In the words of Maryam: “We assist women at every level to get justice”


Maryam, an activist supporting Muslim women. Illustration: UN Women Sri Lanka/Dinuk Senapatiratne

Maryam* is an activist supporting Muslim women facing issues in relation to Sri Lanka’s Muslim Marriage and Divorce Act. On the occasion of the International Day for Women Human Rights Defenders, she shared her story and spoke about some of the challenges faced by women Sri Lanka.

The trauma in my family inspired me to work for vulnerable women. My father left my mother and married another woman, providing us with no allowance or care. I grew up feeling the impact. My mother worked tirelessly in the paddy fields and then abroad to educate and care for us.

Despite being raised by our mother's hard work and warmth, we had to get our father’s permission to marry. Under Sri Lankan Muslim marriage law, a girl’s marriage is only valid if her father signs.

But my father said he would not take part in the wedding.

I was also affected when my husband ended our marriage, abandoning me and my child who has special needs. I dreamt of going to Mecca with my daughter, but I needed her father's permission to get her a passport. Yet, he had vanished.

So I went to the Quazi courts for a divorce. This is where the Muslim Marriage and Divorce Act (MMDA) is enforced. They questioned my reasons for the divorce and told me the village officer needed to confirm my husband’s absence. I suffered so much and wondered how other women who have been at home their whole lives would cope. This motivated me to do this work. I started in 2013, and since then, I have fought for the rights of women and girls.

Under Muslim marriage law, marriage can take place without a woman’s knowledge or consent. It can occur with the signature of the girl’s ‘Wali’ (male legal guardian). A family may force a girl to marry against her will.

Under the MMDA, there is no minimum marriage age. A man can legally marry a minor. I met a girl a few days ago who was married at 13. She had a child by 14.

People in rural areas do not register their marriages. A marriage is valid as long as the ‘Nikah’ (religious marriage ceremony) is performed. This makes it difficult to register children’s births. And if her husband abandons her, it becomes difficult for her to file a case.


“Under Muslim marriage law, marriage can take place without a woman’s knowledge or consent. It can occur with the signature of the girl’s ‘Wali’ ...”
— Maryam, activist, Sri Lanka

A man can also divorce without providing a reason or a maintenance allowance. If the woman opts for divorce, she receives no allowance. Some Quazi courts say that even if the husband tries to kill her, the wife must live with him. All these issues result from outdated laws.

Women who do not work outside the home have no options for survival if their husbands leave. Some cannot even eat. One client shared how her husband even threw away the rice. Another took the firewood.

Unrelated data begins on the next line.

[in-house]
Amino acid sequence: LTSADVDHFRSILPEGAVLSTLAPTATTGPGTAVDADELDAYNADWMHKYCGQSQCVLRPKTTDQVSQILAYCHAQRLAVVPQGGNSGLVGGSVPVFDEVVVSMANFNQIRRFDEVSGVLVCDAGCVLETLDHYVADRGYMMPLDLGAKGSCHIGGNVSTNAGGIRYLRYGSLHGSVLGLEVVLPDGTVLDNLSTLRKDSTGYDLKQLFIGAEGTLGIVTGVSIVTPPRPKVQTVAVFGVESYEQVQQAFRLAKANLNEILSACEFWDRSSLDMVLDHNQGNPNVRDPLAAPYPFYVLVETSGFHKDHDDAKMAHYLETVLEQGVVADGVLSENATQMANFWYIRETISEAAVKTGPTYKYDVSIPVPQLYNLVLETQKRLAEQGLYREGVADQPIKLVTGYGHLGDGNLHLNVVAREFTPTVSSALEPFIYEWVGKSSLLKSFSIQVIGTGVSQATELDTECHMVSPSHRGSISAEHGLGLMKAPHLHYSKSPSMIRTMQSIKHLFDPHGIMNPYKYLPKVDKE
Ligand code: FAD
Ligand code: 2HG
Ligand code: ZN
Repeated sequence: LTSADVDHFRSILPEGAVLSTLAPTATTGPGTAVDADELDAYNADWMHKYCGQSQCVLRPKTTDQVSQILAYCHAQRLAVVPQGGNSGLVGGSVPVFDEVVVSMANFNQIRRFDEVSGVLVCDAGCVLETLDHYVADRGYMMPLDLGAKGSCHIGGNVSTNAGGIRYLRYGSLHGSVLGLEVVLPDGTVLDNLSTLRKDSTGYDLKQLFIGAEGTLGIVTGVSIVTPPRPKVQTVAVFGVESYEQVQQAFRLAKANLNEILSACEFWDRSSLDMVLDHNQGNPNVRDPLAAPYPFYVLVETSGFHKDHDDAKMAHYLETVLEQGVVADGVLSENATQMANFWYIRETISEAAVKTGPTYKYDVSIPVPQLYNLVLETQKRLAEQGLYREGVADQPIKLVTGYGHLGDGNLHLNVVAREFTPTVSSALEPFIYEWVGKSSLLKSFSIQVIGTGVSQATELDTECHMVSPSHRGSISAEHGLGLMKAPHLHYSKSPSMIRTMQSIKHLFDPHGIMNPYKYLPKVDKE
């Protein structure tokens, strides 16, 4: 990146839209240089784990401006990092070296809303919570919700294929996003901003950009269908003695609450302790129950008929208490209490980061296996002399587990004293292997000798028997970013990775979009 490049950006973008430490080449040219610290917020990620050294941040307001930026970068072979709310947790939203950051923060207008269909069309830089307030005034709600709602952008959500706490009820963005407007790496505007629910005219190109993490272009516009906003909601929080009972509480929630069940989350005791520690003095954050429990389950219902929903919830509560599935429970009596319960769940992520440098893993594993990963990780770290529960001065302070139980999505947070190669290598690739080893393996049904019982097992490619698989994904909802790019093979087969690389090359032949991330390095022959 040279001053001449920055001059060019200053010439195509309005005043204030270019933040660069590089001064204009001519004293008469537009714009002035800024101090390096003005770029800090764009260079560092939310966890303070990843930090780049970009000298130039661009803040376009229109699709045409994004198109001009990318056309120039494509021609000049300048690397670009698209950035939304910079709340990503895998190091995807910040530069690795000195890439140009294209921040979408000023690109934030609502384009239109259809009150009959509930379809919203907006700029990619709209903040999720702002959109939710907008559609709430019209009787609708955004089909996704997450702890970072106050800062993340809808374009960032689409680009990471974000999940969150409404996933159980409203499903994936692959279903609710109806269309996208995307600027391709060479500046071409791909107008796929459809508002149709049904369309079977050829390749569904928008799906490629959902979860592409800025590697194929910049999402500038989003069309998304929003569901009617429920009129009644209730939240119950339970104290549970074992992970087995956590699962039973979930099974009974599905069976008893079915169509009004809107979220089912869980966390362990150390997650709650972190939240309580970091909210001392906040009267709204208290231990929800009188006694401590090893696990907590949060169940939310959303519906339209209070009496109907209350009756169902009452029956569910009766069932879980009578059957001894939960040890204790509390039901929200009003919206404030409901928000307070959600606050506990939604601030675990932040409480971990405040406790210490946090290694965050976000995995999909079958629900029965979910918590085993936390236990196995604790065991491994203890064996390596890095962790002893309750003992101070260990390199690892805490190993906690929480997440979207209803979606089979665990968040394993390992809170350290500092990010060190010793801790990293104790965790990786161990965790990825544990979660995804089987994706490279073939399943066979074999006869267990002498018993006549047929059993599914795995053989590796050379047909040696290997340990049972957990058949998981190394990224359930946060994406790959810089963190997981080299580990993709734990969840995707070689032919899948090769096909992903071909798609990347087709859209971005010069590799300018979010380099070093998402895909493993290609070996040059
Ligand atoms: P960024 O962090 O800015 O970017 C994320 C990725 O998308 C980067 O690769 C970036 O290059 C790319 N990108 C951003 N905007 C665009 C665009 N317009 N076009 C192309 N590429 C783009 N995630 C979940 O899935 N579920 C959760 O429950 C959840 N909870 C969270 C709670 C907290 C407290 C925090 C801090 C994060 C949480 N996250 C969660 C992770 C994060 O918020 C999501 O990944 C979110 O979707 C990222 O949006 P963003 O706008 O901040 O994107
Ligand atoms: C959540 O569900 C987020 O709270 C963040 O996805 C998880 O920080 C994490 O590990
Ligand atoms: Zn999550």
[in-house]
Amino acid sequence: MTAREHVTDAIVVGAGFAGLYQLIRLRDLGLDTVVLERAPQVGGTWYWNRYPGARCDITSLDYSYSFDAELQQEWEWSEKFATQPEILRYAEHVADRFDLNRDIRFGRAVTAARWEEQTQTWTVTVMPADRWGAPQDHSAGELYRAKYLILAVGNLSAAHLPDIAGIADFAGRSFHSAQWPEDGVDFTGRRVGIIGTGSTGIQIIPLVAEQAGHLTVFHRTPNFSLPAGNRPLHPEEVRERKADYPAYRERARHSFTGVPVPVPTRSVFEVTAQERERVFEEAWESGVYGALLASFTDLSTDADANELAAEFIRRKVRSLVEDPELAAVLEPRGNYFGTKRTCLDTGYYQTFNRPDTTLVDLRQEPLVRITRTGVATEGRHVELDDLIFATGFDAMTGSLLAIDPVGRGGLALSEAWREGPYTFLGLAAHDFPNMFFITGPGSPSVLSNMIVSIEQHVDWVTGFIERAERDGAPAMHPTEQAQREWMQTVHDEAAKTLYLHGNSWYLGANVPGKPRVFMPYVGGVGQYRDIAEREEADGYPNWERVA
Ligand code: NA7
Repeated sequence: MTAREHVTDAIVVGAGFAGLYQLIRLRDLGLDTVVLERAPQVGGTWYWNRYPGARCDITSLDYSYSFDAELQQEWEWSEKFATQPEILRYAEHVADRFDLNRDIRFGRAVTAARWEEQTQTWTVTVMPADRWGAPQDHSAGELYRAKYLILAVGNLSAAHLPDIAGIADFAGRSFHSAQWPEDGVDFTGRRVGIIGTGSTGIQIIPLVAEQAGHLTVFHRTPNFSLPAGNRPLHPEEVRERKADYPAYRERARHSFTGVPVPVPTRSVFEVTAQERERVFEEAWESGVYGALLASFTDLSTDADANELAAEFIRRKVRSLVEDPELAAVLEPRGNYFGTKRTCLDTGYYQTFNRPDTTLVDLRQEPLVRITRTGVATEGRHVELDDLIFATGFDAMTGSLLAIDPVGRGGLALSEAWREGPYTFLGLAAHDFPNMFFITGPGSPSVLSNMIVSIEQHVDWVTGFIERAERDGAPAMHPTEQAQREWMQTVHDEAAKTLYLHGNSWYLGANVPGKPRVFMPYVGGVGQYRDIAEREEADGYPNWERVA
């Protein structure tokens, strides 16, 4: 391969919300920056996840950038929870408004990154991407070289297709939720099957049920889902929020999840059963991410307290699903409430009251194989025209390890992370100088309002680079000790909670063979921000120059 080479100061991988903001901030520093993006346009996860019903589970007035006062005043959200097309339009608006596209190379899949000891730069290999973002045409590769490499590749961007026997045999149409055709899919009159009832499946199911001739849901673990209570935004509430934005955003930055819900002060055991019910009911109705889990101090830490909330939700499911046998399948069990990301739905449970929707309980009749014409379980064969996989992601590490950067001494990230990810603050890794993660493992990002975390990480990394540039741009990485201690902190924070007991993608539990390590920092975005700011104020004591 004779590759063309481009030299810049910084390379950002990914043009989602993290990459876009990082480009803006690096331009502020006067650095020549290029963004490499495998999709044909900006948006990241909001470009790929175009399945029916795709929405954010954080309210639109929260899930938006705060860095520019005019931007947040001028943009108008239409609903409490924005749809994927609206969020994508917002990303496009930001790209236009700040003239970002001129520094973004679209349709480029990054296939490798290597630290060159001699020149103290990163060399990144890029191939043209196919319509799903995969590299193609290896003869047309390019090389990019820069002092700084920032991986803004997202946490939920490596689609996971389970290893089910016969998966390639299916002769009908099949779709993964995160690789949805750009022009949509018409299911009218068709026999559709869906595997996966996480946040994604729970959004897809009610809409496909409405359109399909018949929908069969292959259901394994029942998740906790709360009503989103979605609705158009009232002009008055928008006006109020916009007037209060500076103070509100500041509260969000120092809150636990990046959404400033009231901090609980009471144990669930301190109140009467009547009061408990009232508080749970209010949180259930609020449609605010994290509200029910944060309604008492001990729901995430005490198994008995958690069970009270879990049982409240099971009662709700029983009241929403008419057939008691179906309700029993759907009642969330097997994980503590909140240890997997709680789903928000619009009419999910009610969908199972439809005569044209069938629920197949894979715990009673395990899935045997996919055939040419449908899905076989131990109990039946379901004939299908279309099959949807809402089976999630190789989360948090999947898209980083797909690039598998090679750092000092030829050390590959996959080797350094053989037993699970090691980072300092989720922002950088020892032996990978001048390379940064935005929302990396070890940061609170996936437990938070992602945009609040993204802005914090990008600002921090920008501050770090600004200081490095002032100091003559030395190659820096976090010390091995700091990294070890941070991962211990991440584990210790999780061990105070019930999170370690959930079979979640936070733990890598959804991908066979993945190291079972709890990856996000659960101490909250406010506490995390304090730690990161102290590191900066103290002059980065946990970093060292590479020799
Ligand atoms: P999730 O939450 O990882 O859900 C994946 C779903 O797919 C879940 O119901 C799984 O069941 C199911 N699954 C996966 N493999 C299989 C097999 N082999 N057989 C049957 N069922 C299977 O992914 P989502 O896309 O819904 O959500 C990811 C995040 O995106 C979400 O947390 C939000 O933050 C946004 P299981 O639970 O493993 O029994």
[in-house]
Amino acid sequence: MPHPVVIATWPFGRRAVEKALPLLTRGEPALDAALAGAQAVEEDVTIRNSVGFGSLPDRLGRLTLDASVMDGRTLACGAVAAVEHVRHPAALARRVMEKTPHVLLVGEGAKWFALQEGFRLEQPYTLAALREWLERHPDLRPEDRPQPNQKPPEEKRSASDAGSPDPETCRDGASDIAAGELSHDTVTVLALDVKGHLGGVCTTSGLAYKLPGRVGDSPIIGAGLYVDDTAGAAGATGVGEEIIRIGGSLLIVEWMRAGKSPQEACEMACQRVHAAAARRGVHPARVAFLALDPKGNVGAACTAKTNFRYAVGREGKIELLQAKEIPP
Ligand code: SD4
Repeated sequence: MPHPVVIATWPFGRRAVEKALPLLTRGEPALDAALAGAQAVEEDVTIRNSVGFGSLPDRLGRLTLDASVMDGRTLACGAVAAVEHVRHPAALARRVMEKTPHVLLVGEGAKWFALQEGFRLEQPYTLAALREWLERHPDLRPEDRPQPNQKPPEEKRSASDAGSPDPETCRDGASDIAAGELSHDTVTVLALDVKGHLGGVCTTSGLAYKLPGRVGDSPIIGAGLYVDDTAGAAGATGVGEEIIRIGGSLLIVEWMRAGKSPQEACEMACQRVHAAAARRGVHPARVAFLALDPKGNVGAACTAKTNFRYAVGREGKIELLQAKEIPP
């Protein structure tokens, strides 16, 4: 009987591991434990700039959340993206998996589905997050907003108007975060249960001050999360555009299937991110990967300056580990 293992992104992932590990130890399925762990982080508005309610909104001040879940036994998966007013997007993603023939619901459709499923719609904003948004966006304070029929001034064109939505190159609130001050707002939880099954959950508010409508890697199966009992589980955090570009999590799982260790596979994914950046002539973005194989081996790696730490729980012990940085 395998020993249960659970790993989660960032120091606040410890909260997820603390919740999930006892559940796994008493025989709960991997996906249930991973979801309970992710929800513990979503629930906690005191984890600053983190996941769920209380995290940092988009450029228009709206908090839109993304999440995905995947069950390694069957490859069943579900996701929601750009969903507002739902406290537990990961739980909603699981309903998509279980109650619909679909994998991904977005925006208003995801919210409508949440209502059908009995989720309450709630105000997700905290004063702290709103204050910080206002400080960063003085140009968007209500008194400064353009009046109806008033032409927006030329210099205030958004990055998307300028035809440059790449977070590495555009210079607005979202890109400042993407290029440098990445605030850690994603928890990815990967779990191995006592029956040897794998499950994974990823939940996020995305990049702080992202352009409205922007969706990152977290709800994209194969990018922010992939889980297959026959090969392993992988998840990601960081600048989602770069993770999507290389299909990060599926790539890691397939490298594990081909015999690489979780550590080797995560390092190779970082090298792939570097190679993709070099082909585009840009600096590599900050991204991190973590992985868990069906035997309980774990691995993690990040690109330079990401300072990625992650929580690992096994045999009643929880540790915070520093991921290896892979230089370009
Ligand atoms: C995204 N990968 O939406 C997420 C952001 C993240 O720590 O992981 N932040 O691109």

When a woman leaves a marriage, society rarely speaks of the husband’s flaws. Instead, they see problems in her. Some families do not recognise a woman who returns to her parents, no matter what happened.

After I went to the Quazi court for my case, I started helping other women there. My peers and I discussed their concerns and offered support. Some don’t know how to file a case, register a marriage, or what to do if their husband leaves. They face traumas like domestic violence.

We began to face objections. Rumours were spread that we were trying to eliminate Islamic practices. When we met women, husbands scolded and threatened us. Men called at night to harass us, and even followed us.

Still, we kept working.

A lack of clear documentation had meant pending cases were not being referred to the Quazi court. Because we handled documentation properly, they started to support us. Documents, letters and affidavits that had been defective for so long were now correct. It took time, but today, society understands us. Now, people are directed to us. They volunteer support. If we don't go to court, we get a call asking why we didn't come. Quazi judges inform us that there are divorce cases and we should speak for those women.

We assist women at every level to get justice. For example, if they have to go to the Magistrate's Court, we arrange for them to meet lawyers beforehand. As there is no process to provide psychologically distressed women with counselling at the Quazi court, we direct them to the Divisional Secretariat, where there are psychosocial officers.

We serve women every day. We also teach them what is in the law and what is in the religion and hold regular discussions.

The Quazi courts, which are mostly accessed by poor women, should be monitored. Many women in our village don’t go to the court, saying that they will not get justice, but be degraded.

A change in the law is needed.

I want a society where women lead better lives.

In my village, 15-year-old girls have faced the hardships of 45-year-old women because of early marriage. It shouldn’t be like that. Quazi courts should become courts that can maintain justice.

That is my dream”.

*The name has been changed to protect the identity of the individual.

“In Sri Lanka, women human rights defenders have a strong legacy of shaping governance and peace, and advocating for the rights of the most marginalized. In February 2023, Sri Lanka adopted its first National Action Plan on Women, Peace and Security with support from the Government of Japan and UN Women. Through our work in advancing the women, peace and security agenda in Sri Lanka, UN Women calls for greater participation and representation of women in peace and security efforts”.